Intracytoplasmic sperm injection, or ICSI, involves using a single sperm injected into an egg to facilitate fertilization. It’s a preliminary step in the IVF process. When male fertility issues contribute to conception problems, the team at Global Fertility & Genetics in New York suggests ICSI as a technique. Call today to schedule your consultation.


What is ICSI?

Intracytoplasmic sperm injection describes the process whereby a single sperm is isolated and collected and directly injected into a human egg. This technique is often the preferred method to start IVF when male fertility is singled out as the likely cause of an inability to conceive. Low sperm counts or poor sperm motility both reduce the chances of conception. ICSI also helps when a patient has azoospermia, where there is no active sperm in the man’s ejaculations. Sperm may be blocked from a vasectomy, congenital condition, or other health reasons. Chances of obtaining viable sperm due to azoospermia are low.

How is an ICSI performed?

First, a semen sample is collected from which to harvest the sperm. This may be via ejaculation or through needle aspiration. A single sperm is located and harvested under the microscope using a tiny glass pipette. The pipette then penetrates the outer surface of the egg, and the sperm is injected directly into the egg, bypassing the need for the sperm to penetrate the egg’s surface itself. Once the egg is fertilized, the embryo is ready for transfer to the woman’s uterus.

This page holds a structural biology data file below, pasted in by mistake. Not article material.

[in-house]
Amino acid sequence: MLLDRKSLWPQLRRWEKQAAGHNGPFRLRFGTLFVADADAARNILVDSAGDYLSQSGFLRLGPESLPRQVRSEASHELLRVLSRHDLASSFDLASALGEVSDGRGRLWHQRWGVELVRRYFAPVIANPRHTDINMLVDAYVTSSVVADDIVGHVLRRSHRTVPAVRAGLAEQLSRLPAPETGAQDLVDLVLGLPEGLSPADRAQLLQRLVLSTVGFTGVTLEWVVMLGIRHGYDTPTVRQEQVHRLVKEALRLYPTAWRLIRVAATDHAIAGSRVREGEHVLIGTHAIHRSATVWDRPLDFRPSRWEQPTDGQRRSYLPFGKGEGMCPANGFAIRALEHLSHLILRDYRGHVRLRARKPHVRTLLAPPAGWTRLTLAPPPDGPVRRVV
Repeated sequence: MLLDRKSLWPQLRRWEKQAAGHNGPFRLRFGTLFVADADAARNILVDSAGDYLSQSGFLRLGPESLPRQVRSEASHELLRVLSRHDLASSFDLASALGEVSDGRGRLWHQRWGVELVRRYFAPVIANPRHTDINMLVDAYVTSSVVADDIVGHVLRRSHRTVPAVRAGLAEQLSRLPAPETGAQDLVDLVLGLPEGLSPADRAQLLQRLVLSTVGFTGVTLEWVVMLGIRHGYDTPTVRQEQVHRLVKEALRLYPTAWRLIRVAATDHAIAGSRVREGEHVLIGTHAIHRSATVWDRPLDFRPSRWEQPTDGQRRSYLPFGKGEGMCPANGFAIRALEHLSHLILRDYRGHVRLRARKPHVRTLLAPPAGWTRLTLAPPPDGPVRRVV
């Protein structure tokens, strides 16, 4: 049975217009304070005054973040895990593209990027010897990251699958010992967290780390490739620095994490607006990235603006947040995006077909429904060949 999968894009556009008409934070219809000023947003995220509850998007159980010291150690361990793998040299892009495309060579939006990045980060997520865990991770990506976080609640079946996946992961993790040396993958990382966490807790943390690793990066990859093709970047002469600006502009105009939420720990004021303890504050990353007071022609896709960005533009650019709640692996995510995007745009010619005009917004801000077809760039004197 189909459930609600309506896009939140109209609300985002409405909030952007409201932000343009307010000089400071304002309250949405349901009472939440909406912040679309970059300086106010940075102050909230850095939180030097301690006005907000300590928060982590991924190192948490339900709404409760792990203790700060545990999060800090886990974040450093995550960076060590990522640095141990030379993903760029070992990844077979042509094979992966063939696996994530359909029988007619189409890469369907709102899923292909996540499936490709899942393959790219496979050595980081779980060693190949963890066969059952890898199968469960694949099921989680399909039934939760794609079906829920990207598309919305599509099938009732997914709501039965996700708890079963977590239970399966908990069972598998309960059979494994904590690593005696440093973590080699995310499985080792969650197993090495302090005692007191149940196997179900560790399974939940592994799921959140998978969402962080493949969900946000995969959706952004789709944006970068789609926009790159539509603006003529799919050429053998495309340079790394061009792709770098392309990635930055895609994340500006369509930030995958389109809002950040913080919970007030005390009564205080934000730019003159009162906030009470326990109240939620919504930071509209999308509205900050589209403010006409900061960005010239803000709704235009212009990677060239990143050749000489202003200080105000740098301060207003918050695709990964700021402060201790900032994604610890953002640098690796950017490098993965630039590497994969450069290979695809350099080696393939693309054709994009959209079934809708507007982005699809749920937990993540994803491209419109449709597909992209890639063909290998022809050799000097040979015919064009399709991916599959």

Are there risks involved with the ICSI procedure?

Some studies indicate there may be an increased risk of birth defects associated with artificial insemination in general, and the ICSI procedure, in particular. Imprinting defects are a phenomenon in which genes function differently depending on whether specific chromosomes are passed on by the mother or the father. There is, however, no consensus, with some researchers believing the level of occurrence of imprinting defects is similar to that experienced through natural pregnancy.

Other risks include complications arising from the needle aspiration procedure to obtain sperm, should it be required. The procedure is simple enough and performed under local anesthetic. There is the potential for pain, swelling, or infection of the aspiration site. For the woman, ICSI adds no additional risk beyond those already associated with both preparatory and later stages of IVF treatment. Standard ICSI procedure usually suggests implanting 2 or more embryos, though the transfer of a single embryo may take place when certain quality and patient criteria align.

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